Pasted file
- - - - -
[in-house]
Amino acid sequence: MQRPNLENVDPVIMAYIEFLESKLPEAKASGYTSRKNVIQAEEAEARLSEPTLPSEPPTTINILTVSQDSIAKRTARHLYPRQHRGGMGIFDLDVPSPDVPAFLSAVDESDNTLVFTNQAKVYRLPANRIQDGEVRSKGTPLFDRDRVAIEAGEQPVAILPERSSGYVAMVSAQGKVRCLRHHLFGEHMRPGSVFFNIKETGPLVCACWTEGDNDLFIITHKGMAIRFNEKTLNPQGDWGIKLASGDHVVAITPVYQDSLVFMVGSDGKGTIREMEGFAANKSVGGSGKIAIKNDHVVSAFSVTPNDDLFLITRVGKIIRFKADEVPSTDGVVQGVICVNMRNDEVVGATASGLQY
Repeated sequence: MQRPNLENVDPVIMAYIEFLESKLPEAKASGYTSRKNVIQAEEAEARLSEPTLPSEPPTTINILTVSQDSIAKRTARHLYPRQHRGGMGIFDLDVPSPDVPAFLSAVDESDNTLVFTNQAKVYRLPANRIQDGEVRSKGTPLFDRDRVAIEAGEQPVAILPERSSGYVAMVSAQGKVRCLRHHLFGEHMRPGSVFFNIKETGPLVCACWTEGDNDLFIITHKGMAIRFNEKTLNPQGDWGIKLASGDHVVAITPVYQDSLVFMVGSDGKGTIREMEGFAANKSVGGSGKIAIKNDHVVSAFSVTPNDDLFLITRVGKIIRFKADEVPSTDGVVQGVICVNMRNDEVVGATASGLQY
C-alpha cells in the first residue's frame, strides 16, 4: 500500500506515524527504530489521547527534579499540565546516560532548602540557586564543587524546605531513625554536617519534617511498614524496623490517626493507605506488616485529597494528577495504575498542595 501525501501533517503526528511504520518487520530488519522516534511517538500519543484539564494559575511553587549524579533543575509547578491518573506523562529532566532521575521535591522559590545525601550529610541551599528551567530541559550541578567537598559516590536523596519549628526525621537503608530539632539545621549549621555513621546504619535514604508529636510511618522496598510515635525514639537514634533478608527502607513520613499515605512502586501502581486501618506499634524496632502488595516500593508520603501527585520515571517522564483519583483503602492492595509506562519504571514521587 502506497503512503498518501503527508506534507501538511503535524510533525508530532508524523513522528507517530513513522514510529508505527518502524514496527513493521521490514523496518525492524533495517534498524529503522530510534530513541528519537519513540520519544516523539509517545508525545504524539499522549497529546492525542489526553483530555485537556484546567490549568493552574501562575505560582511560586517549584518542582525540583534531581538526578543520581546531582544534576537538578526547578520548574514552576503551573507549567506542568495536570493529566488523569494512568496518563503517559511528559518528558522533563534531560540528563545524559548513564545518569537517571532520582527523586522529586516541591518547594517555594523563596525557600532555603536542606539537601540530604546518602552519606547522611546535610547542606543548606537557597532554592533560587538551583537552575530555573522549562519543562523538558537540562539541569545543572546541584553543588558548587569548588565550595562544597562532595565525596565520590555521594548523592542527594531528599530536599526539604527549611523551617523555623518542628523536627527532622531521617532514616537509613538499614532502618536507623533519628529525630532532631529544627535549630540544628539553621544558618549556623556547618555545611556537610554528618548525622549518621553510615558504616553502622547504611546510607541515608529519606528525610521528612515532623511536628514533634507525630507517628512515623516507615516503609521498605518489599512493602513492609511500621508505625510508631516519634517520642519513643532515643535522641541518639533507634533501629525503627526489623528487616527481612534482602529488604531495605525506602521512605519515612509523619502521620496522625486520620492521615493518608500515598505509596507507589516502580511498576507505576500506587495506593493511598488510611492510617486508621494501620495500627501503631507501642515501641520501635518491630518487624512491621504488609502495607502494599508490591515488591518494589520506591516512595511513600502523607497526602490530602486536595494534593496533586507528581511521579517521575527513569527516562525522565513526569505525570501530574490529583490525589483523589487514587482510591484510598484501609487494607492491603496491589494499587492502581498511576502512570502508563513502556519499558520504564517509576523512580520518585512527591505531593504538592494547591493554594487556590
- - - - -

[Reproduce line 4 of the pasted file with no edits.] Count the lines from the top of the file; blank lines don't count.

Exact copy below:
C-alpha cells in the first residue's frame, strides 16, 4: 500500500506515524527504530489521547527534579499540565546516560532548602540557586564543587524546605531513625554536617519534617511498614524496623490517626493507605506488616485529597494528577495504575498542595 501525501501533517503526528511504520518487520530488519522516534511517538500519543484539564494559575511553587549524579533543575509547578491518573506523562529532566532521575521535591522559590545525601550529610541551599528551567530541559550541578567537598559516590536523596519549628526525621537503608530539632539545621549549621555513621546504619535514604508529636510511618522496598510515635525514639537514634533478608527502607513520613499515605512502586501502581486501618506499634524496632502488595516500593508520603501527585520515571517522564483519583483503602492492595509506562519504571514521587 502506497503512503498518501503527508506534507501538511503535524510533525508530532508524523513522528507517530513513522514510529508505527518502524514496527513493521521490514523496518525492524533495517534498524529503522530510534530513541528519537519513540520519544516523539509517545508525545504524539499522549497529546492525542489526553483530555485537556484546567490549568493552574501562575505560582511560586517549584518542582525540583534531581538526578543520581546531582544534576537538578526547578520548574514552576503551573507549567506542568495536570493529566488523569494512568496518563503517559511528559518528558522533563534531560540528563545524559548513564545518569537517571532520582527523586522529586516541591518547594517555594523563596525557600532555603536542606539537601540530604546518602552519606547522611546535610547542606543548606537557597532554592533560587538551583537552575530555573522549562519543562523538558537540562539541569545543572546541584553543588558548587569548588565550595562544597562532595565525596565520590555521594548523592542527594531528599530536599526539604527549611523551617523555623518542628523536627527532622531521617532514616537509613538499614532502618536507623533519628529525630532532631529544627535549630540544628539553621544558618549556623556547618555545611556537610554528618548525622549518621553510615558504616553502622547504611546510607541515608529519606528525610521528612515532623511536628514533634507525630507517628512515623516507615516503609521498605518489599512493602513492609511500621508505625510508631516519634517520642519513643532515643535522641541518639533507634533501629525503627526489623528487616527481612534482602529488604531495605525506602521512605519515612509523619502521620496522625486520620492521615493518608500515598505509596507507589516502580511498576507505576500506587495506593493511598488510611492510617486508621494501620495500627501503631507501642515501641520501635518491630518487624512491621504488609502495607502494599508490591515488591518494589520506591516512595511513600502523607497526602490530602486536595494534593496533586507528581511521579517521575527513569527516562525522565513526569505525570501530574490529583490525589483523589487514587482510591484510598484501609487494607492491603496491589494499587492502581498511576502512570502508563513502556519499558520504564517509576523512580520518585512527591505531593504538592494547591493554594487556590